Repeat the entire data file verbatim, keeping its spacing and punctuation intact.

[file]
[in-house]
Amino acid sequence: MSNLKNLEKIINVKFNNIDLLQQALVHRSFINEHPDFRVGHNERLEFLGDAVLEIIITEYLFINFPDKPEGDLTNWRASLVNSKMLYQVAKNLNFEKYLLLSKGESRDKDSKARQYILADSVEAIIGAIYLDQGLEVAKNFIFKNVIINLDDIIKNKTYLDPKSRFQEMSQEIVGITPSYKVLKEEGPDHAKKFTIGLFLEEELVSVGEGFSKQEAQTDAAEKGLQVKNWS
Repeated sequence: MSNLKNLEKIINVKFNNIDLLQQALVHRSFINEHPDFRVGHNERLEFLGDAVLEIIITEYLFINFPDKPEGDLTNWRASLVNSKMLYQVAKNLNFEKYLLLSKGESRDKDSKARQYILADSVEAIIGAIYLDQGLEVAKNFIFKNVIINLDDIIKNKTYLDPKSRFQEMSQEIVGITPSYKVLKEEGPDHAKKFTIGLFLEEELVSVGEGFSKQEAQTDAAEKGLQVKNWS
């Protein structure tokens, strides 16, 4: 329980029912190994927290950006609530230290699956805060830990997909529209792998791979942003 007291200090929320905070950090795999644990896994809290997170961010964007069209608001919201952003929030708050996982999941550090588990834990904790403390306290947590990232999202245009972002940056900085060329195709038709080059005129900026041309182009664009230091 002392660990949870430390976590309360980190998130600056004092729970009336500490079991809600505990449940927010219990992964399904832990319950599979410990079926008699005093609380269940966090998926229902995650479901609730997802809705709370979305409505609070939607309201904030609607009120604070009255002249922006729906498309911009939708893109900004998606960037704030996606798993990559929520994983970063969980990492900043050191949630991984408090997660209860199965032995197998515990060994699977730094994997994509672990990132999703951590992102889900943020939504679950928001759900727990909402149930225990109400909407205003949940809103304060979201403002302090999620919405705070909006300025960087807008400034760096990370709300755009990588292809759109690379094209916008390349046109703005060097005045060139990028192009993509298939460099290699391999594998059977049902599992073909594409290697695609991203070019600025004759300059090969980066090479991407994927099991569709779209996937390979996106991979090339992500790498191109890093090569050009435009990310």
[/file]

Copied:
[in-house]
Amino acid sequence: MSNLKNLEKIINVKFNNIDLLQQALVHRSFINEHPDFRVGHNERLEFLGDAVLEIIITEYLFINFPDKPEGDLTNWRASLVNSKMLYQVAKNLNFEKYLLLSKGESRDKDSKARQYILADSVEAIIGAIYLDQGLEVAKNFIFKNVIINLDDIIKNKTYLDPKSRFQEMSQEIVGITPSYKVLKEEGPDHAKKFTIGLFLEEELVSVGEGFSKQEAQTDAAEKGLQVKNWS
Repeated sequence: MSNLKNLEKIINVKFNNIDLLQQALVHRSFINEHPDFRVGHNERLEFLGDAVLEIIITEYLFINFPDKPEGDLTNWRASLVNSKMLYQVAKNLNFEKYLLLSKGESRDKDSKARQYILADSVEAIIGAIYLDQGLEVAKNFIFKNVIINLDDIIKNKTYLDPKSRFQEMSQEIVGITPSYKVLKEEGPDHAKKFTIGLFLEEELVSVGEGFSKQEAQTDAAEKGLQVKNWS
């Protein structure tokens, strides 16, 4: 329980029912190994927290950006609530230290699956805060830990997909529209792998791979942003 007291200090929320905070950090795999644990896994809290997170961010964007069209608001919201952003929030708050996982999941550090588990834990904790403390306290947590990232999202245009972002940056900085060329195709038709080059005129900026041309182009664009230091 002392660990949870430390976590309360980190998130600056004092729970009336500490079991809600505990449940927010219990992964399904832990319950599979410990079926008699005093609380269940966090998926229902995650479901609730997802809705709370979305409505609070939607309201904030609607009120604070009255002249922006729906498309911009939708893109900004998606960037704030996606798993990559929520994983970063969980990492900043050191949630991984408090997660209860199965032995197998515990060994699977730094994997994509672990990132999703951590992102889900943020939504679950928001759900727990909402149930225990109400909407205003949940809103304060979201403002302090999620919405705070909006300025960087807008400034760096990370709300755009990588292809759109690379094209916008390349046109703005060097005045060139990028192009993509298939460099290699391999594998059977049902599992073909594409290697695609991203070019600025004759300059090969980066090479991407994927099991569709779209996937390979996106991979090339992500790498191109890093090569050009435009990310």